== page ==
Hermans Peak - Mt. Pilchuck East

Hermans Peak - Mt. Pilchuck East

Page Type Page Type: Mountain/Rock
Location Lat/Lon: 48.05513°N / 121.76734°W
Additional Information County: Snohomish
Additional Information Elevation: 5139 ft / 1566 m
Sign the Climber's Log


North side of Mt. Pilchuck's east summit (East Knob) from Lake 22
Hermans Peak from Lake 22

Want to hike up nearby Mt. Pilchuck, but just can't stand the idea of sharing the summit with 100 other people? Consider scrambling up Pilchuck's east summit, known locally as Hermans Peak (the Cascade Alpine Guide refers to it as the "East Knob"). Hermans Peak lies just 1.4 miles east of Pilchuck's west summit, and has views (in my opinion) that are more impressive (unless you think downtown Granite Falls is really impressive). Despite receiving only a tiny fraction of Pilchuck's visitors, the distance and elevation gain to the summit of Hermans Peak is almost identical to that of the west summit trail. So, if you're not scared off by a little class 2/3 scrambling and route finding, give Hermans Peak a try.

The following comments are credited to Harry Majors, from the book "Monte Cristo Area":

"Hermans Peak commemorates the pioneer land surveyor Emery J. Hermans who, during June and July 1895, made the first survey of Township 30 North, Range 8 East, about present Verlot. Hermans discovered and named Bear Lake and Pinnacle Lake in 1895. The peak was first climbed by Louis C. Fletcher of the U. S. Geological Survey."

Update: I have begun to realize lately that only old-timers like myself use the Cascade Alpine Guide. For this reason, I have dropped the "East Knob" designation from the title for this page.

The easiest and shortest approach to Hermans Peak is via the Bear/Pinnacle Lakes trail and "Iodine Gulch", and that will be the approach described here. There are other approach variations that come from the Mt. Pilchuck trail to the west, and more information on these routes to the "Bathtub Lakes" can be found in trip reports on the main Mt. Pilchuck page. One popular option is to arrange a car shuttle with another party, which allows two groups to do a full mountain traverse in opposite directions.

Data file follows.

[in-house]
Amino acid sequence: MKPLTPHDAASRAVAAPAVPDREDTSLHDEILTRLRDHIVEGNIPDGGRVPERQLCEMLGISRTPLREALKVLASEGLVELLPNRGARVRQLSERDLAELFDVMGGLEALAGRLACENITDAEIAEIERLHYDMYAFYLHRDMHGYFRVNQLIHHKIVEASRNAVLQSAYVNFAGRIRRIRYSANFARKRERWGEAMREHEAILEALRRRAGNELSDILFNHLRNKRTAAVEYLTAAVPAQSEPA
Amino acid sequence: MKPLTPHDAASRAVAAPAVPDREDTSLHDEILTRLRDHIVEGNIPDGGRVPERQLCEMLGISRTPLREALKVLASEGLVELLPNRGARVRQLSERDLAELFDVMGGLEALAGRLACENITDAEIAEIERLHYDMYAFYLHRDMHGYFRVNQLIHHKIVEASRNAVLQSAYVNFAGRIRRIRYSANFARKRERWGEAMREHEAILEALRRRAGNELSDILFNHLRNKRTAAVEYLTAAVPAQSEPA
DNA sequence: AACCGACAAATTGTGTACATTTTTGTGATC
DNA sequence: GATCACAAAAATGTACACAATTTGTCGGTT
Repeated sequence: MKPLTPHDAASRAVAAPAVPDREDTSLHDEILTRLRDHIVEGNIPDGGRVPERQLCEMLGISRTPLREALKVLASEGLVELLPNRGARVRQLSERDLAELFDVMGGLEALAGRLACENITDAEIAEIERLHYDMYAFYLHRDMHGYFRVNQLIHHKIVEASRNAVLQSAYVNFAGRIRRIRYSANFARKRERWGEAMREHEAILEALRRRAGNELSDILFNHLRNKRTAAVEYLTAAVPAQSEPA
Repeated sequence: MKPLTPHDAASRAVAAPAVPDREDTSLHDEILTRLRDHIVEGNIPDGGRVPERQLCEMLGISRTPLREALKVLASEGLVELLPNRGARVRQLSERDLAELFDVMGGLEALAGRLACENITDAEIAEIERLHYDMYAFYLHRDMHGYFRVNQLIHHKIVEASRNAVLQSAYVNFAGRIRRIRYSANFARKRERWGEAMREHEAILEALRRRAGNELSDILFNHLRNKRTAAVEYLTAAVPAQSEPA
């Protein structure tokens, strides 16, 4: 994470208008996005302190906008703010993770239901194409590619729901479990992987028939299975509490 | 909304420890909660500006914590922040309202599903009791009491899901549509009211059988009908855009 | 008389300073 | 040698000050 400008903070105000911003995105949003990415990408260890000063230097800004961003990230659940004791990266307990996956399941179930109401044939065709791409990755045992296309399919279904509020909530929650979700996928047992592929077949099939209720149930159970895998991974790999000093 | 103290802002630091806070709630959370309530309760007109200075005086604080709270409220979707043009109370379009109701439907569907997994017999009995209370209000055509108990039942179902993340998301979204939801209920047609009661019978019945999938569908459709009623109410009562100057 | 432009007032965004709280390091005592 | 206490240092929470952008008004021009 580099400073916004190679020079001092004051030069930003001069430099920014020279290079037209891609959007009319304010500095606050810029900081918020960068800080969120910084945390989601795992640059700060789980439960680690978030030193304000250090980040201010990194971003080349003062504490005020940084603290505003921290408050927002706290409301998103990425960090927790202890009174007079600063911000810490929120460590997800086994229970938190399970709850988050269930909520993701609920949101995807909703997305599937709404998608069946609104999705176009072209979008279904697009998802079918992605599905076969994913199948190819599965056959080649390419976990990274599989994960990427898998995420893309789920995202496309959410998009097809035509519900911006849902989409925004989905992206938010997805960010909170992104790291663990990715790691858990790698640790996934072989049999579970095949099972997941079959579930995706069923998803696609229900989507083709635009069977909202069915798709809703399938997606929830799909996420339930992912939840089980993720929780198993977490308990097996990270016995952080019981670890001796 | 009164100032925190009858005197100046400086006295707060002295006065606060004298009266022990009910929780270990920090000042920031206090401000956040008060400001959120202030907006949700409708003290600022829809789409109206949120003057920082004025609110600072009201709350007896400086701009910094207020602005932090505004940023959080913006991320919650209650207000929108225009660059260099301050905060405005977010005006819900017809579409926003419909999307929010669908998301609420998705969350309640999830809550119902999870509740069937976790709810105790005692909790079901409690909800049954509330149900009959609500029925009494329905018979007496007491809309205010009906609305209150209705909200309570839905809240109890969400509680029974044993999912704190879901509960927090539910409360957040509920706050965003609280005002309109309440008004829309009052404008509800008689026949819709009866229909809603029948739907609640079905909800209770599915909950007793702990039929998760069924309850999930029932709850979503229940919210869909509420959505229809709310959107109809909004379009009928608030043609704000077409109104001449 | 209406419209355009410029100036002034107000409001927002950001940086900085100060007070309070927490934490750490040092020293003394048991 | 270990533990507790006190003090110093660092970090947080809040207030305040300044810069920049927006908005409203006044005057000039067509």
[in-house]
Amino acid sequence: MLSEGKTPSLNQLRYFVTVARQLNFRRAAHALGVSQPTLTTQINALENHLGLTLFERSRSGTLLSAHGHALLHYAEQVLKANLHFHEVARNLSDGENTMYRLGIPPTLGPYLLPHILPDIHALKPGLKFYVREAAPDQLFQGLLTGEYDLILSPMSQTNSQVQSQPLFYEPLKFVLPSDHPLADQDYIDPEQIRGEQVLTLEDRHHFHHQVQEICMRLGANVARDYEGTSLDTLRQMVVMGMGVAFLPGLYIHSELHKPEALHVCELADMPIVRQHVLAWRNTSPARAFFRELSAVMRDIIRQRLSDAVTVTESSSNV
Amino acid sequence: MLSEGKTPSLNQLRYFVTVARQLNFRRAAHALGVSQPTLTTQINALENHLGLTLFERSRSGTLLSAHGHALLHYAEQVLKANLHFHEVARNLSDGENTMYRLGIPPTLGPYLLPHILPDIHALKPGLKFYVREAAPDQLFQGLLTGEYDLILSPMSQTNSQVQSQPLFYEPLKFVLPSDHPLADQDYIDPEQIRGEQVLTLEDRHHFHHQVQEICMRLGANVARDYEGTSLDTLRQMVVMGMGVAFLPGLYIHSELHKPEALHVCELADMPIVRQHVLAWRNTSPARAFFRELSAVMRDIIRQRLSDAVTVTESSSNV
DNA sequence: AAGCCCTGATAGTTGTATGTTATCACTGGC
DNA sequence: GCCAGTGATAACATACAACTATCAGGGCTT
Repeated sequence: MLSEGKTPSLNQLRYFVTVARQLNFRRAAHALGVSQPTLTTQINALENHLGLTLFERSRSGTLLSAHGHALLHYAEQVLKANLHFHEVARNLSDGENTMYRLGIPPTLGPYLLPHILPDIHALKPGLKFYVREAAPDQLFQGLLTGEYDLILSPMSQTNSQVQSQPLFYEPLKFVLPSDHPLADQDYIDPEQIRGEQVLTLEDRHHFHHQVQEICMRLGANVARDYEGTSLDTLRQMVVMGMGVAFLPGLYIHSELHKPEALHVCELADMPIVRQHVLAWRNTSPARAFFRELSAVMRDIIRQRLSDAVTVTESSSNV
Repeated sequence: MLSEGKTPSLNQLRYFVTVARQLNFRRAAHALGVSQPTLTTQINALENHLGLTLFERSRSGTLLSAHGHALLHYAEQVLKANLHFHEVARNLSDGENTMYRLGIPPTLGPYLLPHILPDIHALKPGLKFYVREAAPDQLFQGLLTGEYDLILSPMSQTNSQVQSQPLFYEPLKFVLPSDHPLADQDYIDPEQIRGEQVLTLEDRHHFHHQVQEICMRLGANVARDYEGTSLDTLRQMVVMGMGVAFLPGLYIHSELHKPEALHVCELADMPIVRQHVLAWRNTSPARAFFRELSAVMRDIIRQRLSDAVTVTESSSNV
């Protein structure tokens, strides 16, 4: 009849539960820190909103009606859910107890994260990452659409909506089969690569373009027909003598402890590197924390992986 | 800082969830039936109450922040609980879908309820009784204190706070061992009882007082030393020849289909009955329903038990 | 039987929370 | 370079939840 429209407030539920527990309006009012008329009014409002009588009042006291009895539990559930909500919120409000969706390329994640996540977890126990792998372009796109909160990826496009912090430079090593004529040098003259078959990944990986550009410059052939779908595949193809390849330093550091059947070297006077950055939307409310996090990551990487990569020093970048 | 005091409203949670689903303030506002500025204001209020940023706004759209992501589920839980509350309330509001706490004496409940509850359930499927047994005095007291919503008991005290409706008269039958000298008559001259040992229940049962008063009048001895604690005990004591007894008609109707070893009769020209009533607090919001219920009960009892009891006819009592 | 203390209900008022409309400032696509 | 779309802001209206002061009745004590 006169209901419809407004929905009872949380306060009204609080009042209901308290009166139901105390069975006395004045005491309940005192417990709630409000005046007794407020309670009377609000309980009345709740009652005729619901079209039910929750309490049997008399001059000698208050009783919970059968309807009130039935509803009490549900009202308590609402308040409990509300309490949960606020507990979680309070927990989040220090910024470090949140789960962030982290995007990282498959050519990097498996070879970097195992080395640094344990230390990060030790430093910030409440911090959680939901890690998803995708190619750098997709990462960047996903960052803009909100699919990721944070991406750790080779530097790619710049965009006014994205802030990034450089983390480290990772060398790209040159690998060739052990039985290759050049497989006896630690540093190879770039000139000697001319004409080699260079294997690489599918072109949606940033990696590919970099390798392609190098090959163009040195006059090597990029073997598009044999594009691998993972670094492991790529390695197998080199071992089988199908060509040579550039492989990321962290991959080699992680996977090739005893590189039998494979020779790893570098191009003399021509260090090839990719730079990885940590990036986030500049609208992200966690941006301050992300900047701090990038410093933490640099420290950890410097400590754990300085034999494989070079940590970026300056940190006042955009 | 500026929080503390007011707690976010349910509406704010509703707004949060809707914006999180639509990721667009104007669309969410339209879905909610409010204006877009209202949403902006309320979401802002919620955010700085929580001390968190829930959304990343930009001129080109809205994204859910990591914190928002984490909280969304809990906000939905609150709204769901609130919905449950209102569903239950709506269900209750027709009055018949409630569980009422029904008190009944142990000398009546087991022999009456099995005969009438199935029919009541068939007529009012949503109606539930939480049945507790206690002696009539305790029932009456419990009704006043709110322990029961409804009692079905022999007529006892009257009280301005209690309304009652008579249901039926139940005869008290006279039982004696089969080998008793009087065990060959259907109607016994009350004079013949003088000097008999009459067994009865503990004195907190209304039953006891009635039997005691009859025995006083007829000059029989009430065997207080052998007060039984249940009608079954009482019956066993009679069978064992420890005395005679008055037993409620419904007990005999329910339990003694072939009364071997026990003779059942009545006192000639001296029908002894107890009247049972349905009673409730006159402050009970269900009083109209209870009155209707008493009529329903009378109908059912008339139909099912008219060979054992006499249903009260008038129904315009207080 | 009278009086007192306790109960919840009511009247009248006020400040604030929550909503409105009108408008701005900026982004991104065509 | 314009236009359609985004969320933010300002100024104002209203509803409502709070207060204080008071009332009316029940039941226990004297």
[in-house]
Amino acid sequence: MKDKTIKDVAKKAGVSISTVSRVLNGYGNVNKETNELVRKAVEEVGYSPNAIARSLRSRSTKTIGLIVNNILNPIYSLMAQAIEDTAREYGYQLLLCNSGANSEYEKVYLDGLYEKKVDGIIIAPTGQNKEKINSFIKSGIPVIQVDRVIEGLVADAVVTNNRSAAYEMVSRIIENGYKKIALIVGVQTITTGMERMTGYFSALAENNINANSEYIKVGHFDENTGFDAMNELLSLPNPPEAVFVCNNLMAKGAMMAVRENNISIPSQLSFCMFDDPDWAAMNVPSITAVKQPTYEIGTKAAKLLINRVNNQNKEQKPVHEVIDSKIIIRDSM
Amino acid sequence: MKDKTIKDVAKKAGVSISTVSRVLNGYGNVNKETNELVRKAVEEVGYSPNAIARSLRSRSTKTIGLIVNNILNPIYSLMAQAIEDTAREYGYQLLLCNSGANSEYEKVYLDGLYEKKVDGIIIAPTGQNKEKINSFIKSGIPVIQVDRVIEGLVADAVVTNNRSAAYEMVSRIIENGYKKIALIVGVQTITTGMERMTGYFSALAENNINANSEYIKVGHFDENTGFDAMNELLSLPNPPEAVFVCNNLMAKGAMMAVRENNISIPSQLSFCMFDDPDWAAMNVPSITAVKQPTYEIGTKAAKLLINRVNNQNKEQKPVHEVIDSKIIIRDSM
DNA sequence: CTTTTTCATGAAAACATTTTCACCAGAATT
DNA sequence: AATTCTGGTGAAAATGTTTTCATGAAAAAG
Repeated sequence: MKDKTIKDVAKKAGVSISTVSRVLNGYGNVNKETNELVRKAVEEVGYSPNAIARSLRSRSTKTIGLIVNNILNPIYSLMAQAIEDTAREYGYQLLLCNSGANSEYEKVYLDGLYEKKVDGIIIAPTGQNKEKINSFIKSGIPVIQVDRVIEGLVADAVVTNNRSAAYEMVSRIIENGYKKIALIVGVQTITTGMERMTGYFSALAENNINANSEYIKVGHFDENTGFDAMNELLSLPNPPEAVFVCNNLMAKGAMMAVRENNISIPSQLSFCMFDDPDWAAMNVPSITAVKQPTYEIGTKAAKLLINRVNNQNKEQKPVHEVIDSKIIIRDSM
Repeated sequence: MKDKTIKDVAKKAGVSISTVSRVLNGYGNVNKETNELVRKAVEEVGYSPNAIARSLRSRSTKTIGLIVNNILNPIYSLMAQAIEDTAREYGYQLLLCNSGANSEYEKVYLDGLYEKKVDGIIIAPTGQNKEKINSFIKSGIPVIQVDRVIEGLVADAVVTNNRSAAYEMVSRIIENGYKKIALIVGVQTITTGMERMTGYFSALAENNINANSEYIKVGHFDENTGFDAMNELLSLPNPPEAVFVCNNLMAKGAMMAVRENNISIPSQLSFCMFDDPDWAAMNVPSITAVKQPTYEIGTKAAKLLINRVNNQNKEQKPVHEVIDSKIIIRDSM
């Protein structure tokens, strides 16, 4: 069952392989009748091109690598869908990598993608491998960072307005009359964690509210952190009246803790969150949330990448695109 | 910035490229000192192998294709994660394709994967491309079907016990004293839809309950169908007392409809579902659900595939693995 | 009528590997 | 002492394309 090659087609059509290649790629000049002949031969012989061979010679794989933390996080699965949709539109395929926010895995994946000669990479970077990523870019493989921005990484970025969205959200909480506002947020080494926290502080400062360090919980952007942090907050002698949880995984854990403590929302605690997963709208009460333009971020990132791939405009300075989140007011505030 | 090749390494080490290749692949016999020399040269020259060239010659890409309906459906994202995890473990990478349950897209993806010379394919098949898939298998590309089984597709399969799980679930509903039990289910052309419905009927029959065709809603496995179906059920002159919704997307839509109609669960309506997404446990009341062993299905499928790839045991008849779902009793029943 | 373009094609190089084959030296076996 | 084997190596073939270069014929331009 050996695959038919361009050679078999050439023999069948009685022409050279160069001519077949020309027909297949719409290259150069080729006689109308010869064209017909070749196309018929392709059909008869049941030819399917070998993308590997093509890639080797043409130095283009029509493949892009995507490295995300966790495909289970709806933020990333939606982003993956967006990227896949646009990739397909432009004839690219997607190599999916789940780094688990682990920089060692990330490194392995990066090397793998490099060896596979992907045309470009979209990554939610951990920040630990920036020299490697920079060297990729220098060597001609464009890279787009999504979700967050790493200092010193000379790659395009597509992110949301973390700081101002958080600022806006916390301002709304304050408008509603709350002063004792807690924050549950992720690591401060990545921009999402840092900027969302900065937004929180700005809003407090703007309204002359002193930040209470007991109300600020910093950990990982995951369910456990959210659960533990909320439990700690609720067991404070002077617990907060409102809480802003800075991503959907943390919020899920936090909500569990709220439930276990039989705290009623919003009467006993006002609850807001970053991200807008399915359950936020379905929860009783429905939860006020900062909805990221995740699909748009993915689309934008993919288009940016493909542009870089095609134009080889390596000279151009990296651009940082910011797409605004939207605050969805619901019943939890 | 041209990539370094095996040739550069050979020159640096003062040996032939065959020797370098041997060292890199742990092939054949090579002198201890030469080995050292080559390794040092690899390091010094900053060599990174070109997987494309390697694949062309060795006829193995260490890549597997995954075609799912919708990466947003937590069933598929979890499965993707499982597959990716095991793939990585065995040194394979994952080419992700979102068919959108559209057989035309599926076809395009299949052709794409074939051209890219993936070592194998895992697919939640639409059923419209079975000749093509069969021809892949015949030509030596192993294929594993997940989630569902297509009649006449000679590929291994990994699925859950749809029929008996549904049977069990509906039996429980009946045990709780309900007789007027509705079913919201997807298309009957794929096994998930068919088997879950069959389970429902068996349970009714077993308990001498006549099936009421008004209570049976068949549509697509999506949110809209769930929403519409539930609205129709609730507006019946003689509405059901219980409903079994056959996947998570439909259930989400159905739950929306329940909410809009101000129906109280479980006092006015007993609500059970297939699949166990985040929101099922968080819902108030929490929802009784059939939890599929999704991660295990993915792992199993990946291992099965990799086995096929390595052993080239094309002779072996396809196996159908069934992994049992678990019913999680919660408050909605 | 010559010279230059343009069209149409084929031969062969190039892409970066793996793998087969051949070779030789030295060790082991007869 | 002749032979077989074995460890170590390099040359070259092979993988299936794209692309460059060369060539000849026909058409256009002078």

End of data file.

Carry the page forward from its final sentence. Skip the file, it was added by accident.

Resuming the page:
Hermans Peak from Everett Peak
Hermans Peak from Everett Peak. Iodine Gulch is the prominent gully seen to the left of the summit.

Drive the mountain Loop Highway east from Granite Falls for 15.5 miles to the Schweitzer Creek Road, FR4020 (4.5 miles from the Verlot RS). Turn right on this road, and follow it 2.3 miles to Bear Lake Road, FR4021. Turn right on Bear Lake Road and continue 3.4 miles to the Bear Lake trailhead. Take FS trail #703 0.2 miles to a junction (0.1 miles on the right fork leads to Bear Lake). Take the left fork (trail #703.1) 1.8 miles to Pinnacle Lake (do not confuse with the large pond 500' before Pinnacle Lake - it has been done!).

Hermans Peak from Pinnacle Lake
Hermans Peak from Pinnacle Lake

Cross Pinnacle Lake's outlet, and follow the shoreline clockwise for 0.2 miles to the obvious inlet creek. This creek originates in "Iodine Gulch", which will be your route to the Bathtub Lakes and summit. There is a fairly well defined path (assuming it is not snow covered) paralleling the inlet creek at this point. At an elevation of about 4100', veer slightly to the right and into Iodine Gulch. Going left would take you to a lower saddle in the ridge ahead, but it is steeper and more difficult. Iodine Gulch will get steep at this point, but rich rewards lay ahead as soon as you top out on the ridge at 4700'. At this point you have reached the east end of the Bathtub Lakes, also known as "Twenty Lakes Basin".

Iodine Gulch on Hermans Peak from 4100'
Iodine Gulch on Hermans Peak from 4100'. For the Bathtub Lakes and Hermans Peak, stay right. For Summit Lake, stay left.

Looking down on Iodine Gulch on Hermans Peak from 4700'
Looking down on Iodine Gulch on Hermans Peak from 4700'. Pinnacle Lake in center-left portion of photo.

Bathtub Lakes on Mt. Pilchuck
Bathtub Lakes - Mt. Pilchuck west summit in the distance